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thelma hopkins

themla hopkins

Full Name: Thelma Elizabeth Hopkins. (Later Mrs McClernon.)

Date of Birth: 16 March 1936

Born: Hull.

Club: Shorts, Queen’s University, Belfast.

Coach: Franz Stampfl.

Career summary

 

Early Starter

An athlete of immense ability, and versatility. Thelma Hopkins followed a brilliant tradition of British women high jumpers by winning silver at the Olympic Games in Melbourne in 1956, just as Dorothy Tyler (nee Odam) had done in 1936 in Berlin and 1948 in London before Sheila Lerwill followed suit in Helsinki in 1952. Just like those two, Hopkins also broke the world record - and she was the last British woman to achieve that honour. But it was not just in the High Jump where she excelled; she won Commonwealth Games medals in the Long Jump and she was the British record-holder at the Pentathlon.

 

Old Enough, If Good Enough

Hopkins was born in Hull, but she was not even a year old when her family moved to Belfast and Northern Ireland became both her home and the breeding ground for her athletics success. At only 16, she was making an impression after finishing third in the High Jump at the Women’s Amateur Athletics Association Championships in Ilford with 1.625m when Tyler won gold with 1.65m. But it was enough to take her to the Olympic Games in Helsinki, where she was fourth having cleared 1.58m as South Africa’s Esther Brand won with 1.67m and Lerwill was second with 1.65m. In terms of experience and foundation, it was priceless, because by the time of the next Games, the records were flowing in.

 

Europe And Beyond

Hopkins was coached by Franz Stampfl, an Austrian who was at the heart of arguably the greatest moment for British athletics as the guru to Roger Bannister on his way to breaking the four minute Mile in 1954. It was in that same year that Hopkins won a major gold with victory in the European Championships in Berne in 1.67m, beating Romania's Iolanda Balas, who jumped 1.65m and would later become one of the event's greatest performers with countless world records, with Czechoslovakia’s Olga Modrachová third with 1.63m. It was a year where she would also celebrate gold at the British Empire and Commonwealth Games in Vancouver, jumping 1.67m to beat Tyler, convincingly, after she cleared 1.60m, before winning silver in the Long Jump. Her multi-eventing skills were showing and by 1955, Hopkins was progressing brilliantly in the Pentathlon, having competed at the 80m Hurdles aswell at both Championships that previous year.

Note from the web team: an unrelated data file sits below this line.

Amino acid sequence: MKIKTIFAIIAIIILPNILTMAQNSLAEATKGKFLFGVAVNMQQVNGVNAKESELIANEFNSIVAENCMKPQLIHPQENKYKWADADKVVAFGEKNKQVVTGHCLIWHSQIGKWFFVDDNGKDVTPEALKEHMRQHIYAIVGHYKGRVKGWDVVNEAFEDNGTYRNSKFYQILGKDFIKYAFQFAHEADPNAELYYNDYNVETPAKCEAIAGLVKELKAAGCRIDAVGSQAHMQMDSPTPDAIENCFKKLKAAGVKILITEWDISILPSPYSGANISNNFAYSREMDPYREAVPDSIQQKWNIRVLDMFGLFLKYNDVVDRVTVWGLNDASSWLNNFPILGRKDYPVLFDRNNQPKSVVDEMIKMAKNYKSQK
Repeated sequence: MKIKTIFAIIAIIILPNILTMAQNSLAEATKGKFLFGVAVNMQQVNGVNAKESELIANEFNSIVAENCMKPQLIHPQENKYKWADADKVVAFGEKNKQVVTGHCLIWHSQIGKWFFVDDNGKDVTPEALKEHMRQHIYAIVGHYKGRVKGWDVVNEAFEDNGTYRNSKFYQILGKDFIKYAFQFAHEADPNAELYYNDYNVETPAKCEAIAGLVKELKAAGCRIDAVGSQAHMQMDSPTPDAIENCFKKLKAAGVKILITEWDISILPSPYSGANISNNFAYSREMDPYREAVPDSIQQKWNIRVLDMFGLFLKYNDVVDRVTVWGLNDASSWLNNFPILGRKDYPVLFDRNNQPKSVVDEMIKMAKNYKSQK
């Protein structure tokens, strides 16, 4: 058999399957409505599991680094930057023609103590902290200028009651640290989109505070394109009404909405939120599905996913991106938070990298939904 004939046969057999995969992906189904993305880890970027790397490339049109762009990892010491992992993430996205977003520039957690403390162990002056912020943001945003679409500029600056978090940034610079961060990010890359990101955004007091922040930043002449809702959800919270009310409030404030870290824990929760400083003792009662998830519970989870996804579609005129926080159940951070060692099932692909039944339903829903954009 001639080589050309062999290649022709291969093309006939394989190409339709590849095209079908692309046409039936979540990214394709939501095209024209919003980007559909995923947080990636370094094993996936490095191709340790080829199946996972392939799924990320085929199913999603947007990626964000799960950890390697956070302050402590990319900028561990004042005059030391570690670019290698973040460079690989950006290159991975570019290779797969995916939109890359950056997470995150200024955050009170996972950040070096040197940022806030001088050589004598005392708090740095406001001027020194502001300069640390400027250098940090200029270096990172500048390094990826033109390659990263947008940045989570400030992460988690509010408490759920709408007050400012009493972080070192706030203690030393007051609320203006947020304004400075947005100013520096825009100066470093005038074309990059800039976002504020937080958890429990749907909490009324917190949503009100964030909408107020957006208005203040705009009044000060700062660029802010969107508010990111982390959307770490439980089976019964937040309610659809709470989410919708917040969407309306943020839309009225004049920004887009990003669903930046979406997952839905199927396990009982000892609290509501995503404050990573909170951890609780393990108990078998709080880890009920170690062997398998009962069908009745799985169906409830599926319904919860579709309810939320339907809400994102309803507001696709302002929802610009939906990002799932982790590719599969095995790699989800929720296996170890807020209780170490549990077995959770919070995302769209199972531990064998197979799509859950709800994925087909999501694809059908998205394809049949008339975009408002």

In Ballymena, she accumulated a points total of 4289 for the British record and in 1961 she later improved her best to 4379 points (based on the 1954 tables) in 1961. But it was on May 5, 1956, in Belfast, where she earned her place in history when she jumped 1.74m to break the High Jump world record. It was a fabulous performance but the mark would last just over two months before Balas took it to 1.75m and in the next five years, the Romanian broke it on 13 more occasions, with her best being 1.92m.

 

Following British Greats

In 1939, Odam held the world record with 1.66m and 12 years later, her British teammate Lerwill had cleared 1.72m for the all-time best. Hopkins joined their club with her world record - and she followed that duo by winning Olympic silver too. The Olympic Games in Melbourne were not staged until the end of the year and it needed another world record, this time from American Mildred McDaniel, with 1.76m, to beat Hopkins to take gold on December 1. Hopkins and Russian Mariya Pisareva both shared silver with 1.67m.

She retired from sport in 1964 and having been educated at Queen’s University, Belfast, and Ulster College, she became a PE teacher, but her sporting prowess extended beyond track and field. She was a brilliant forward at hockey also, winning 40 caps for Ireland, and she was an Irish squash international.

 

International Championships

1952: 4th HJ Olympics

1954: 1st HJ, 2nd LJ, ht 80mh Commonwealth Games; 1st HJ, ht 80mh Europeans

1956: 2nd HJ, dnq 15th Olympics

1958: 8th HJ, 7th LJ, 6th 4x110y Commonwealth Games

1961: 5th 80mh, 3rd HJ, 5th LJ World University Games

1962: 9th HJ, 6th LJ Commonwealth Games; 11th Pen Europeans

UK Internationals: 26 (1952-62)

 

National Championships

Won WAAA HJ 1955 and 1957, LJ 1955, 80m hurdles 1957; Northern Ireland 80mh 1953-6, 1958, 1961-2; HJ 1951-6, 1958, 1961-2, 1964; LJ 1951-6, 1958, 1961-2, 1964; SP 1955, JT 1952, 1954-5; Pen 1955, 1957

Personal bests

220y 25.2 (1955), 80m hurdles 11.2 (1964),11.53 (1961); HJ 1.74 (1956), LJ 6.11, 6.12w (1956); SP 10.74 (1964), JT 35.42 (1961), Pen 3893/4379 (1961).